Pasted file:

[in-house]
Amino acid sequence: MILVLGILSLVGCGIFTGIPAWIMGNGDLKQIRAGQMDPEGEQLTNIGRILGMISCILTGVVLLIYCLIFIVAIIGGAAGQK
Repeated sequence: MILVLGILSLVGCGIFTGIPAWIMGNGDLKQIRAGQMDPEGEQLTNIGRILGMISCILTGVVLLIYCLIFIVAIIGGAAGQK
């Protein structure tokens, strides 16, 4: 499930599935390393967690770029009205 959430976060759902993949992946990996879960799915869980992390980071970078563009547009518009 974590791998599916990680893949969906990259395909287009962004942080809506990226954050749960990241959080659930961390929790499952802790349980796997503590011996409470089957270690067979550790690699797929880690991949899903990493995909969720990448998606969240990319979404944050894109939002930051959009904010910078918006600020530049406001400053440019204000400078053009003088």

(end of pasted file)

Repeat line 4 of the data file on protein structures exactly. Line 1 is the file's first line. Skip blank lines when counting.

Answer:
């Protein structure tokens, strides 16, 4: 499930599935390393967690770029009205 959430976060759902993949992946990996879960799915869980992390980071970078563009547009518009 974590791998599916990680893949969906990259395909287009962004942080809506990226954050749960990241959080659930961390929790499952802790349980796997503590011996409470089957270690067979550790690699797929880690991949899903990493995909969720990448998606969240990319979404944050894109939002930051959009904010910078918006600020530049406001400053440019204000400078053009003088």